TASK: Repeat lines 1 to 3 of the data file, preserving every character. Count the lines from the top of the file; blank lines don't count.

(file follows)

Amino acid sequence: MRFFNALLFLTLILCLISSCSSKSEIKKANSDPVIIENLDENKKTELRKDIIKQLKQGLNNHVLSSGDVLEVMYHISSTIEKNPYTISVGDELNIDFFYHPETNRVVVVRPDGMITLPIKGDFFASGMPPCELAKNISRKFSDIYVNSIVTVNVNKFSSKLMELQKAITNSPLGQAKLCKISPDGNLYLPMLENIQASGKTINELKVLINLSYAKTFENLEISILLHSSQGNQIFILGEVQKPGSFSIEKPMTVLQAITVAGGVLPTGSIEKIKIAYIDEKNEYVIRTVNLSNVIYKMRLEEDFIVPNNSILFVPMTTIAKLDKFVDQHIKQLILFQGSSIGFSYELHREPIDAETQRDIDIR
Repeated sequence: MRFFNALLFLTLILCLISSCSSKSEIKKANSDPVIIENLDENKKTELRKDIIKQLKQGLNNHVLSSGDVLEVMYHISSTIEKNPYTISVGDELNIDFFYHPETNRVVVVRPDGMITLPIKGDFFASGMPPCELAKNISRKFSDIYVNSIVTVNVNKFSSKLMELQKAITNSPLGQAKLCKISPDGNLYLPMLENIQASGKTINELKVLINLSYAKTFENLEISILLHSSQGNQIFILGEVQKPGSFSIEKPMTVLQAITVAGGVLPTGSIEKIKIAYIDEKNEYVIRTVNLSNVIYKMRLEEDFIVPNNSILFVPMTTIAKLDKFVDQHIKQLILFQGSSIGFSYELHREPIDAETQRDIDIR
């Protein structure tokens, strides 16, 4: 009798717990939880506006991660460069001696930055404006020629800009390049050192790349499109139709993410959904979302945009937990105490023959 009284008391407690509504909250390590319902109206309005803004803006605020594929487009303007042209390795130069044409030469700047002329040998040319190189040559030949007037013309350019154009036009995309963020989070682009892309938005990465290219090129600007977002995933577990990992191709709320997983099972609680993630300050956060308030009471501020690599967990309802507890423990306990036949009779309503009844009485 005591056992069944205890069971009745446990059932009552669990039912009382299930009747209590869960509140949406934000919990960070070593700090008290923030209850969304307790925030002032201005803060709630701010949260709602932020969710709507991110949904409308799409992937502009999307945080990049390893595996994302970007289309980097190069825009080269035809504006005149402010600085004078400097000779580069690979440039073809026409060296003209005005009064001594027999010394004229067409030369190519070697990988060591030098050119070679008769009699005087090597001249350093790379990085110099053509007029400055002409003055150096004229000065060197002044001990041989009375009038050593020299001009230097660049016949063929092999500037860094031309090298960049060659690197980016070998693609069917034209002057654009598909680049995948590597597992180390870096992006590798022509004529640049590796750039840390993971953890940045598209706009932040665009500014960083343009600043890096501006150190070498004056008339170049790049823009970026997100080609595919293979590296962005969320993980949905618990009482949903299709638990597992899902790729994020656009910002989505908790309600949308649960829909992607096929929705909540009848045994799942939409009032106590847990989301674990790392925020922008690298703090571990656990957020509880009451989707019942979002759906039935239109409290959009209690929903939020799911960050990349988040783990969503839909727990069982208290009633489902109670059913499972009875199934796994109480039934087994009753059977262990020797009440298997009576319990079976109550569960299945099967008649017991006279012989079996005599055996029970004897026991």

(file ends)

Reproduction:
Amino acid sequence: MRFFNALLFLTLILCLISSCSSKSEIKKANSDPVIIENLDENKKTELRKDIIKQLKQGLNNHVLSSGDVLEVMYHISSTIEKNPYTISVGDELNIDFFYHPETNRVVVVRPDGMITLPIKGDFFASGMPPCELAKNISRKFSDIYVNSIVTVNVNKFSSKLMELQKAITNSPLGQAKLCKISPDGNLYLPMLENIQASGKTINELKVLINLSYAKTFENLEISILLHSSQGNQIFILGEVQKPGSFSIEKPMTVLQAITVAGGVLPTGSIEKIKIAYIDEKNEYVIRTVNLSNVIYKMRLEEDFIVPNNSILFVPMTTIAKLDKFVDQHIKQLILFQGSSIGFSYELHREPIDAETQRDIDIR
Repeated sequence: MRFFNALLFLTLILCLISSCSSKSEIKKANSDPVIIENLDENKKTELRKDIIKQLKQGLNNHVLSSGDVLEVMYHISSTIEKNPYTISVGDELNIDFFYHPETNRVVVVRPDGMITLPIKGDFFASGMPPCELAKNISRKFSDIYVNSIVTVNVNKFSSKLMELQKAITNSPLGQAKLCKISPDGNLYLPMLENIQASGKTINELKVLINLSYAKTFENLEISILLHSSQGNQIFILGEVQKPGSFSIEKPMTVLQAITVAGGVLPTGSIEKIKIAYIDEKNEYVIRTVNLSNVIYKMRLEEDFIVPNNSILFVPMTTIAKLDKFVDQHIKQLILFQGSSIGFSYELHREPIDAETQRDIDIR
């Protein structure tokens, strides 16, 4: 009798717990939880506006991660460069001696930055404006020629800009390049050192790349499109139709993410959904979302945009937990105490023959 009284008391407690509504909250390590319902109206309005803004803006605020594929487009303007042209390795130069044409030469700047002329040998040319190189040559030949007037013309350019154009036009995309963020989070682009892309938005990465290219090129600007977002995933577990990992191709709320997983099972609680993630300050956060308030009471501020690599967990309802507890423990306990036949009779309503009844009485 005591056992069944205890069971009745446990059932009552669990039912009382299930009747209590869960509140949406934000919990960070070593700090008290923030209850969304307790925030002032201005803060709630701010949260709602932020969710709507991110949904409308799409992937502009999307945080990049390893595996994302970007289309980097190069825009080269035809504006005149402010600085004078400097000779580069690979440039073809026409060296003209005005009064001594027999010394004229067409030369190519070697990988060591030098050119070679008769009699005087090597001249350093790379990085110099053509007029400055002409003055150096004229000065060197002044001990041989009375009038050593020299001009230097660049016949063929092999500037860094031309090298960049060659690197980016070998693609069917034209002057654009598909680049995948590597597992180390870096992006590798022509004529640049590796750039840390993971953890940045598209706009932040665009500014960083343009600043890096501006150190070498004056008339170049790049823009970026997100080609595919293979590296962005969320993980949905618990009482949903299709638990597992899902790729994020656009910002989505908790309600949308649960829909992607096929929705909540009848045994799942939409009032106590847990989301674990790392925020922008690298703090571990656990957020509880009451989707019942979002759906039935239109409290959009209690929903939020799911960050990349988040783990969503839909727990069982208290009633489902109670059913499972009875199934796994109480039934087994009753059977262990020797009440298997009576319990079976109550569960299945099967008649017991006279012989079996005599055996029970004897026991």